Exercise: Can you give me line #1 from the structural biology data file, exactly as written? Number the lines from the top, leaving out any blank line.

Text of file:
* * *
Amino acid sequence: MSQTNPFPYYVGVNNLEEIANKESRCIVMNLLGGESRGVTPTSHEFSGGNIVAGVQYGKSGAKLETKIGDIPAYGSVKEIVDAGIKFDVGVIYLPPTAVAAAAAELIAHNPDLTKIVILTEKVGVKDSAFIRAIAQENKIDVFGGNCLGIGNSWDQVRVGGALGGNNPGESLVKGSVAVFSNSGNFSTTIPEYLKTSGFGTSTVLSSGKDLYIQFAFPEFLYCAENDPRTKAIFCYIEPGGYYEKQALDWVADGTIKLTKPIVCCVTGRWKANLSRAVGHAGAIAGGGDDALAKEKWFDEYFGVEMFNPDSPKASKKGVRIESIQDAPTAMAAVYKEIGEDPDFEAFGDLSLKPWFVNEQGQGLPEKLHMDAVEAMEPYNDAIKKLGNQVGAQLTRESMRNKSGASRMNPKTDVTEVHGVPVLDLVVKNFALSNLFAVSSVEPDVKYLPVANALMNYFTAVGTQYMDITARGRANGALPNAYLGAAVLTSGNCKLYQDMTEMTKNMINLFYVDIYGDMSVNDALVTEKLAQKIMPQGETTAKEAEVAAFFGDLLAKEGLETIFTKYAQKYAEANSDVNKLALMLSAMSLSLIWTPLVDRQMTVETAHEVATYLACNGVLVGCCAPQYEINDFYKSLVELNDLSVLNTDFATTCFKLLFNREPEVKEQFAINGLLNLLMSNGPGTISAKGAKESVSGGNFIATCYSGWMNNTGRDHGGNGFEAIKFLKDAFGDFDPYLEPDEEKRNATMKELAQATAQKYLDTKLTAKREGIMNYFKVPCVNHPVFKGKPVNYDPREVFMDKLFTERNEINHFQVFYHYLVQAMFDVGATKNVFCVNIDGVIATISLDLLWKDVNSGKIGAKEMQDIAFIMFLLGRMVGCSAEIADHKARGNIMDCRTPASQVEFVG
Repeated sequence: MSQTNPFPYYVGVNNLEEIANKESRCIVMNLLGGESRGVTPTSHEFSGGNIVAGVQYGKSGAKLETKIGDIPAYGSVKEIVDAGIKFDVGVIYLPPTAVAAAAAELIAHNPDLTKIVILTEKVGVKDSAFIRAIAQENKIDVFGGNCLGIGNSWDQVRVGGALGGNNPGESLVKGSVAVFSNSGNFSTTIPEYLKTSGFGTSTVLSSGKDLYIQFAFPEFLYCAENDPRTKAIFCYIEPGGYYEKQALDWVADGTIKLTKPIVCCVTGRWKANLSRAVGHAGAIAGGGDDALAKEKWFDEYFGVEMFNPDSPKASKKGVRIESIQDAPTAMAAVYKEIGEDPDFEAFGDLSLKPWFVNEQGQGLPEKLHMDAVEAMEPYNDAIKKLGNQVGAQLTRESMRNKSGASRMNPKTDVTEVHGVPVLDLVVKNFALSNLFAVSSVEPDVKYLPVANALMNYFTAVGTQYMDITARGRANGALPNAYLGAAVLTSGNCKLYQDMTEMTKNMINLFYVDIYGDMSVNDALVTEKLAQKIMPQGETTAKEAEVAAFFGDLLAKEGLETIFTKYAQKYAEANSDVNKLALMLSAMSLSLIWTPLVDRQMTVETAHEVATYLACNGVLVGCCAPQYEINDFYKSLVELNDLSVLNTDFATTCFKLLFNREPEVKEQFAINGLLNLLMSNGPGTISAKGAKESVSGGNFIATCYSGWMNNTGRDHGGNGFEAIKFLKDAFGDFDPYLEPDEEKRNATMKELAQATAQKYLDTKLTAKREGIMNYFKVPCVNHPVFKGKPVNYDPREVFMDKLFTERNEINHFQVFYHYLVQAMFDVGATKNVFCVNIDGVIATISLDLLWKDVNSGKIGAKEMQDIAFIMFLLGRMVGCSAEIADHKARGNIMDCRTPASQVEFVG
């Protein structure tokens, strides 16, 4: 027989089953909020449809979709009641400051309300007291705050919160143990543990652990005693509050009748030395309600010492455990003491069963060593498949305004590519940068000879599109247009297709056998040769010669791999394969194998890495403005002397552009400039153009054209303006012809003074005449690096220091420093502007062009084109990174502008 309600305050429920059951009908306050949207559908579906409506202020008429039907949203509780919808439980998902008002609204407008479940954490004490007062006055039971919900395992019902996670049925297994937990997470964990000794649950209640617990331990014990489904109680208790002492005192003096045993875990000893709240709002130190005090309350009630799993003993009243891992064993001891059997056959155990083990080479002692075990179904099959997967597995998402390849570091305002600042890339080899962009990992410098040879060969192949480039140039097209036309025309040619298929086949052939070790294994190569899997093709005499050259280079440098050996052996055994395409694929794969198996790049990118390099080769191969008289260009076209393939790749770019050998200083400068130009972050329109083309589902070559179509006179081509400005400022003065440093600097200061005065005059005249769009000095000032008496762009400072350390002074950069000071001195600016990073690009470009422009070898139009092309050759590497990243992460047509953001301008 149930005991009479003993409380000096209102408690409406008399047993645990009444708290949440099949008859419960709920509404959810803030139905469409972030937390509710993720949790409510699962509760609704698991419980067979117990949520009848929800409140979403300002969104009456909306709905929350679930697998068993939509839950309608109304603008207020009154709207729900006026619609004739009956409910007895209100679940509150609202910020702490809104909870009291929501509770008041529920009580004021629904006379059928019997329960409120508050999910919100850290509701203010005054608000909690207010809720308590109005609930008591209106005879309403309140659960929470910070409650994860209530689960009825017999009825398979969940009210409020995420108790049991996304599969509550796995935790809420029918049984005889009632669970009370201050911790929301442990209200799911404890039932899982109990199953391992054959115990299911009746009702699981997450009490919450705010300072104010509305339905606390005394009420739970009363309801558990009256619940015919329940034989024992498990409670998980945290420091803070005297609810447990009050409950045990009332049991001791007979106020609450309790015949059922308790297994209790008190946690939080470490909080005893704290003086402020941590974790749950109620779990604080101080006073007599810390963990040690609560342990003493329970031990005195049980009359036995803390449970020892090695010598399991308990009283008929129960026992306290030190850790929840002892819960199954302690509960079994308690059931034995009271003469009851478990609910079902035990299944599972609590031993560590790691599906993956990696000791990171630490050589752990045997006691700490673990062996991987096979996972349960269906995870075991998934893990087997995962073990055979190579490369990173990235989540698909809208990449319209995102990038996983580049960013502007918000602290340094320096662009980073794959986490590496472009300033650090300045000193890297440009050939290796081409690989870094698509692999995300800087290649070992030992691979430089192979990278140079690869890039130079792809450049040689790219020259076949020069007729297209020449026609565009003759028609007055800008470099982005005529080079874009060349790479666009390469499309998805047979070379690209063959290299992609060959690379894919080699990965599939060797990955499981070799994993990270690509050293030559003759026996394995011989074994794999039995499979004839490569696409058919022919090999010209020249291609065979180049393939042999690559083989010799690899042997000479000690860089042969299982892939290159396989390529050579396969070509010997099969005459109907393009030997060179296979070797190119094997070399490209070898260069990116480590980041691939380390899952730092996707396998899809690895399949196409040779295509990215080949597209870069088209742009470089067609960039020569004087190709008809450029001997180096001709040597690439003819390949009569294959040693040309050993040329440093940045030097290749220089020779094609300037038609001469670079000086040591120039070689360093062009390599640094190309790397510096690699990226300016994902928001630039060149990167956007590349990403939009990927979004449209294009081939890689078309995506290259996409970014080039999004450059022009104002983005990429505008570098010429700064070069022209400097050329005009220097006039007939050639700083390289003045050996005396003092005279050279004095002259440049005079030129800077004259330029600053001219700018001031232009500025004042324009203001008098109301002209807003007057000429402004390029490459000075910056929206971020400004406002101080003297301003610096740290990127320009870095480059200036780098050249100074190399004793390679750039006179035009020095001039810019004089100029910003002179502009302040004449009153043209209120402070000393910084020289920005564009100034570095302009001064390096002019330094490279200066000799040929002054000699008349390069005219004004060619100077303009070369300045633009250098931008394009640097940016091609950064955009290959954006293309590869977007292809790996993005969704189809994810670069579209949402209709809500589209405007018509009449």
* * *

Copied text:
Amino acid sequence: MSQTNPFPYYVGVNNLEEIANKESRCIVMNLLGGESRGVTPTSHEFSGGNIVAGVQYGKSGAKLETKIGDIPAYGSVKEIVDAGIKFDVGVIYLPPTAVAAAAAELIAHNPDLTKIVILTEKVGVKDSAFIRAIAQENKIDVFGGNCLGIGNSWDQVRVGGALGGNNPGESLVKGSVAVFSNSGNFSTTIPEYLKTSGFGTSTVLSSGKDLYIQFAFPEFLYCAENDPRTKAIFCYIEPGGYYEKQALDWVADGTIKLTKPIVCCVTGRWKANLSRAVGHAGAIAGGGDDALAKEKWFDEYFGVEMFNPDSPKASKKGVRIESIQDAPTAMAAVYKEIGEDPDFEAFGDLSLKPWFVNEQGQGLPEKLHMDAVEAMEPYNDAIKKLGNQVGAQLTRESMRNKSGASRMNPKTDVTEVHGVPVLDLVVKNFALSNLFAVSSVEPDVKYLPVANALMNYFTAVGTQYMDITARGRANGALPNAYLGAAVLTSGNCKLYQDMTEMTKNMINLFYVDIYGDMSVNDALVTEKLAQKIMPQGETTAKEAEVAAFFGDLLAKEGLETIFTKYAQKYAEANSDVNKLALMLSAMSLSLIWTPLVDRQMTVETAHEVATYLACNGVLVGCCAPQYEINDFYKSLVELNDLSVLNTDFATTCFKLLFNREPEVKEQFAINGLLNLLMSNGPGTISAKGAKESVSGGNFIATCYSGWMNNTGRDHGGNGFEAIKFLKDAFGDFDPYLEPDEEKRNATMKELAQATAQKYLDTKLTAKREGIMNYFKVPCVNHPVFKGKPVNYDPREVFMDKLFTERNEINHFQVFYHYLVQAMFDVGATKNVFCVNIDGVIATISLDLLWKDVNSGKIGAKEMQDIAFIMFLLGRMVGCSAEIADHKARGNIMDCRTPASQVEFVG